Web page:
• U.S.

BANKRUPTCY: In Deep Water But Afloat

1 minute read

The self-proclaimed King of the Deal managed to stave off disaster again — but for how long? Last week Donald Trump missed a $47 million semiannual interest payment on $675 million worth of junk bonds used to finance his Taj Mahal casino in Atlantic City. Taj bondholders had the right to foreclose completely on the casino, but the developer persuaded them to go into business with him instead.

The agreement, subject to the approval of the bondholders and the New Jersey Casino Control Commission, will forgive at least $13 million of annual interest and allows Trump and his investors to split ownership of the casino fifty-fifty. Provided he can meet certain performance goals, Trump will retain control of the company as chairman.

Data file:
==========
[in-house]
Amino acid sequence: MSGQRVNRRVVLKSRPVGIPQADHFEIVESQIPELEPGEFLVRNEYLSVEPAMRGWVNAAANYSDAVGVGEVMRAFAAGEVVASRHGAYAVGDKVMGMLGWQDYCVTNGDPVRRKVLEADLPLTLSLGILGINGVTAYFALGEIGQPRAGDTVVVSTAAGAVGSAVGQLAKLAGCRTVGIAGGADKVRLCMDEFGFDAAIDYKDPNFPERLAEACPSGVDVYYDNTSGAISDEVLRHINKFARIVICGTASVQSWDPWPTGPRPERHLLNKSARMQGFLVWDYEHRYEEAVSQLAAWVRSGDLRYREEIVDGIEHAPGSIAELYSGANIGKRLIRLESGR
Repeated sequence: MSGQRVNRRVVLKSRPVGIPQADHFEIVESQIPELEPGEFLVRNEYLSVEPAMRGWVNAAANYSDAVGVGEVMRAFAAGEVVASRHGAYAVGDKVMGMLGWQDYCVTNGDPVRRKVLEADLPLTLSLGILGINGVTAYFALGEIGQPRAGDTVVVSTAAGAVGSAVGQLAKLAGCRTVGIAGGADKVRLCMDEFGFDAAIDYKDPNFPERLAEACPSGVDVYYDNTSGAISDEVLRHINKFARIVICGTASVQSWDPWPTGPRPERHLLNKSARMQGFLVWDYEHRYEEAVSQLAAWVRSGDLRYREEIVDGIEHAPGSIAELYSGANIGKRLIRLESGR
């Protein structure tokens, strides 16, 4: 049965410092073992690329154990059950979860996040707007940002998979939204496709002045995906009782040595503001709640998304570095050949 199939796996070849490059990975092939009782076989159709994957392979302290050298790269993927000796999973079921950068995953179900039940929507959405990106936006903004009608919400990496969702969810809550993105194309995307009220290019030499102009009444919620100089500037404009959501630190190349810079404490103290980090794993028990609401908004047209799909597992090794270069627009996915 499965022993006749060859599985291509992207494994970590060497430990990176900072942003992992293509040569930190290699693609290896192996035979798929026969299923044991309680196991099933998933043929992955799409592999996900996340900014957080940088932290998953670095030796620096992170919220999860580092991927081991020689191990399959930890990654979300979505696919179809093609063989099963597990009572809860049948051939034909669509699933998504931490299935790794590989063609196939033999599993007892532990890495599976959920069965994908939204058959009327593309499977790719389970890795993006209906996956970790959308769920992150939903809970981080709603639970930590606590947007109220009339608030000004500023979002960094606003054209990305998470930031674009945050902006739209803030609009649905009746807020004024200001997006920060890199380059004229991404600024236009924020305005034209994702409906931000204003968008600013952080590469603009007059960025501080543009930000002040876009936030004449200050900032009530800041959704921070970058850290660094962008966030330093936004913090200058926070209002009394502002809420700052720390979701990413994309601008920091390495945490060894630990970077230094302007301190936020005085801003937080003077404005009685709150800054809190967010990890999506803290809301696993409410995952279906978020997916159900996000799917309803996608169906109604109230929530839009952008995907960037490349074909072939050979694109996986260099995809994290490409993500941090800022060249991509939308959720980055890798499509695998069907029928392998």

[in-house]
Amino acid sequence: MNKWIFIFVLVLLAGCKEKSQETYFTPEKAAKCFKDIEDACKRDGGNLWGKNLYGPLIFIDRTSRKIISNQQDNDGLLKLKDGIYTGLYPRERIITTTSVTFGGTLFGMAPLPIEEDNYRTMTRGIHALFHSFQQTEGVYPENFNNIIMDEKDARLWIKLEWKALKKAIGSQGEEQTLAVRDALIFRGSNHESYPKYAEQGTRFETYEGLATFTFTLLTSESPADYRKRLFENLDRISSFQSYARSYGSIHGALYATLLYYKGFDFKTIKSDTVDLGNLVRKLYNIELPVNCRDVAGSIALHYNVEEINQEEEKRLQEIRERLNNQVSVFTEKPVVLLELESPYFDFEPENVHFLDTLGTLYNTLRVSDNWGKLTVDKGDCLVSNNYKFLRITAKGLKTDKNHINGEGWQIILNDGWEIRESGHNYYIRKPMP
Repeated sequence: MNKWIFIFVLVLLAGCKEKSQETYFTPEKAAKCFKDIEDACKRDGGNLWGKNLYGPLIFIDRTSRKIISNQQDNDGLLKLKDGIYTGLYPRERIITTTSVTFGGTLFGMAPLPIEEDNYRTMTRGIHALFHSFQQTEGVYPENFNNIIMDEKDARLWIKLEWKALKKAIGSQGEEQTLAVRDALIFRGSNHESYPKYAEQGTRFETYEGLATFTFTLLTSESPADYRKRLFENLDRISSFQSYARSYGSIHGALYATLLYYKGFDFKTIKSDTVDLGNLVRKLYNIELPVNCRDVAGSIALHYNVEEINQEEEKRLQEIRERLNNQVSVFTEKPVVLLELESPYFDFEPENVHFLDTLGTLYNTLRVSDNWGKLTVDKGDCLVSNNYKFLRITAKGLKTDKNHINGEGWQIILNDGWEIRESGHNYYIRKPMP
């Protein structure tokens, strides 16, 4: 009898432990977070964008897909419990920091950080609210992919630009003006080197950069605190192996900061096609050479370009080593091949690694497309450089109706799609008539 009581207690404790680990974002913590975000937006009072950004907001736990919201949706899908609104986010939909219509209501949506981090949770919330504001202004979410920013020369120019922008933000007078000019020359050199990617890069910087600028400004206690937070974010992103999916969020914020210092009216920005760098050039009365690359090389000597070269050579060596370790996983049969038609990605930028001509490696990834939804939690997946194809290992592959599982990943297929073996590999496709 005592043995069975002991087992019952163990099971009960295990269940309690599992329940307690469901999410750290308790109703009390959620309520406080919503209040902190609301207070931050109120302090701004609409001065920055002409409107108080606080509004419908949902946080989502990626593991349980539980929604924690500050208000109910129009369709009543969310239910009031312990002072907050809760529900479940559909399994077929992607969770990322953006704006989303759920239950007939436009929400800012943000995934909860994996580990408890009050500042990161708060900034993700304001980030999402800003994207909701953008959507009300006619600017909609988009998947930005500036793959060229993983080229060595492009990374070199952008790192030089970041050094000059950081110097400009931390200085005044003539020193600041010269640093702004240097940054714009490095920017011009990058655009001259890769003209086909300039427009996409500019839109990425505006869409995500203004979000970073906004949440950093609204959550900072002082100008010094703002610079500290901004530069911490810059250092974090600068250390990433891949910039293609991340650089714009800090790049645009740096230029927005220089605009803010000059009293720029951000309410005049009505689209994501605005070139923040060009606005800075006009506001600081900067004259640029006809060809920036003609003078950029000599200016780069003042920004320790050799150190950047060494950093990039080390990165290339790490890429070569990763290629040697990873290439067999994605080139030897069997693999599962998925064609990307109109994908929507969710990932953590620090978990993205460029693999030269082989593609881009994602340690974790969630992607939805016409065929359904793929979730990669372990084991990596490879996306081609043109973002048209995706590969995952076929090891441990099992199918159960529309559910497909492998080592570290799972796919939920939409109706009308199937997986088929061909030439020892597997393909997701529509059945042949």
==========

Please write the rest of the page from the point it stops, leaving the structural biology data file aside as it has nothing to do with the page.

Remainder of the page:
By agreeing to come to terms before they appear in court, Trump and his bondholders hope to limit to a few weeks the time the Taj spends in Chapter 11. But while Trump seems to have put out one fire, he will soon be busy with others. Over the next several weeks, he must make two more multimillion-dollar interest payments — for Atlantic City’s Trump Castle and Manhattan’s Plaza Hotel.

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